3. The new state may allow the vehicle to be registered to both you and your daughter, where you are still the primary registered owner. Similar to the first scenario, you’d be considered the primary driver on the insurance policy and your daughter would be the secondary driver.

4. The new state may allow the vehicle to be registered to both you and your daughter, where she is the new primary registered owner. If you choose this option, your daughter would be the primary driver on her insurance, but you’d still need to be listed as a driver as well.

If there’s no compelling reason for you to stay on the registration, the second option is generally the simplest option. But, if you need to be on the registration because you’re on the vehicle loan or lease, you’ll need to check with your daughter’s new state to see what options they have available.

Have more questions about out-of-state insurance?

Ask away in the comment section below and we’ll get you an answer ASAP.

And if you’re moving and need new insurance (or are just shopping for a better rate), you can get a free online quote from us right now!

Related posts

Driving out of state: Does your car insurance travel with you?
SR-22 explained: what is it and when do you need one?
Excluded drivers: our expert answers your questions

104 Responses to “Out-of-State Car Insurance: Everything You Need to Know”

  1. Raja
    February 24, 2015 #


    I have a car registered in Illinois state(currently on Lien status) and insured with the same state.
    My wife is a added driver and I'm the primary, Recently I have moved to Florida and bought another car for local commutation, driver license has changed and got a new policy with a different carrier. In this scenario I have two questions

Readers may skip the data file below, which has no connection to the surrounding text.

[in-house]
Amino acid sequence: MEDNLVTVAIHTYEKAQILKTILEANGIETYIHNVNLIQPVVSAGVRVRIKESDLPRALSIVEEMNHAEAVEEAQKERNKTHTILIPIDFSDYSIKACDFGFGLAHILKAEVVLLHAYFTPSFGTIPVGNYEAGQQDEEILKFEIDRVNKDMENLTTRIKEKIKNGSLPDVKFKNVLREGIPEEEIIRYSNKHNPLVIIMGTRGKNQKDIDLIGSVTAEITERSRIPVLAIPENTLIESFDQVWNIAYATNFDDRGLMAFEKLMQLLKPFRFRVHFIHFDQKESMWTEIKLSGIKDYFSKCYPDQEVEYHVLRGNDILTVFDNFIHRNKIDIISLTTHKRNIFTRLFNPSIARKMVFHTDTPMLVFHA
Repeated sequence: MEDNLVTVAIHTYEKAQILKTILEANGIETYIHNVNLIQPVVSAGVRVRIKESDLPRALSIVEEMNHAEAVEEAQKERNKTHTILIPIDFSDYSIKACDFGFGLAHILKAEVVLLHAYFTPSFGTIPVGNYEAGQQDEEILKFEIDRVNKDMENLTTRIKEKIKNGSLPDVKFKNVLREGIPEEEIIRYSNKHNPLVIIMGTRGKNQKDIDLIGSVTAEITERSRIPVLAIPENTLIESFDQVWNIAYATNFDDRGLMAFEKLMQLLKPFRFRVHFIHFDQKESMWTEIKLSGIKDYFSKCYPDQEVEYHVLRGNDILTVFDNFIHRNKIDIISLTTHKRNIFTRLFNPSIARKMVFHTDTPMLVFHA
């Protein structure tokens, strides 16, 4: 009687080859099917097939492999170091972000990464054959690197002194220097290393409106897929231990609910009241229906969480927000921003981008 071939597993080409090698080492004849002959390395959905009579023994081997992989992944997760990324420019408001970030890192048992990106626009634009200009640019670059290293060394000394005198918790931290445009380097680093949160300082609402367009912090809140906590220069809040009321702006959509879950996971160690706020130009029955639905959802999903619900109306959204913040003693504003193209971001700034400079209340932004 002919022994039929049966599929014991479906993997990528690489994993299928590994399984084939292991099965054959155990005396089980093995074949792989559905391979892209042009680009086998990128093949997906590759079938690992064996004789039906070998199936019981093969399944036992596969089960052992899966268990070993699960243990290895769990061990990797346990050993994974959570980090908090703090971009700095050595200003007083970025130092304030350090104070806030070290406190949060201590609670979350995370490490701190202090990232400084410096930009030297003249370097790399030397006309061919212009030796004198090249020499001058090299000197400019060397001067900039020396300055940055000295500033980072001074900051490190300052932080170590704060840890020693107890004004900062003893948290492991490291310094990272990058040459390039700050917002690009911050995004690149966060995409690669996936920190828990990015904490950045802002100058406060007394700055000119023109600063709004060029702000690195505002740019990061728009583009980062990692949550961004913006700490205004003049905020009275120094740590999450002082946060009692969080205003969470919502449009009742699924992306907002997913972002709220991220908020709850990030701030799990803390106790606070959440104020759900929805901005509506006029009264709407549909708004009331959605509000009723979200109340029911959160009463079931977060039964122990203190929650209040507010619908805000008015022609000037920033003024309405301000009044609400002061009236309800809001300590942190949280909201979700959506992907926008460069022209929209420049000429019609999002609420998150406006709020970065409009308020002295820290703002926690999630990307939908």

1. Can my wife use the Illinois car for commutation with the same policy ? Is it legal ?
    2. Can some one keep two cars registered in two different states ? Is this legal ?

    • Rachael Heller
      February 26, 2015 #

      Hi Raja,

      Great questions! Rules and regulations vary from state to state. Please feel free to give us a call at 1-800-ESURANCE (1-800-378-7262). Our insurance experts are standing by 24/7 and can help you get this figured out.

      Thanks for reading.

  2. Jack Krielen
    March 1, 2015 #

    Hi. I am a citizin from the Netherlands(amsterdam) We have a vacation house in southlake, Texas. we have bought two cars for myself and spouse. i can stay 3 month per period in the USA up to 6 month annually.on my Tourist visa. Where can I get car insurance for the cars. I do not qualify for a drivers license because I am not a resident alien. I used to have Texas drivers license as a student 1972-1974, then a NY license up to 1980.
    where do all the people with vacation homes in florida and California get their insurance?
    My dealer and State Farm can not help. Geigo neither.
    Jack krielen, Southlake Texas, krielenj@gmail.com. 817-3079447
    Thanks for helping

    • Rachael Heller
      March 10, 2015 #

      Hi Jack,

      Please feel free to give us a call at 1-800-ESURANCE (1-800-378-7262). Our insurance experts are standing by 24/7 to help with any questions you might have!

      Thanks for reading.

  3. Brenda Michanczyk
    March 1, 2015 #

    I own a car that I let my daughter use. The car is in my name and registered in and insured in CT. She has been living in CA for the past 6 months and has decided to stay there. The car is with her in CA. I do not want to give her the car. Does it need to be registered in CA or can I continue to register and insure it in CT?

    • Rachael Heller
      March 10, 2015 #

      Hi Brenda,

      Great question! As an insurance company, to make sure that you are covered adequately for where the vehicle is located and used, we would want the vehicle covered by a CA policy. In terms of registration requirements, the DMV would be your best source.

      Thanks for reading!

  4. toya
    March 9, 2015 #

    I have insurance in my brother name but the car in my name. …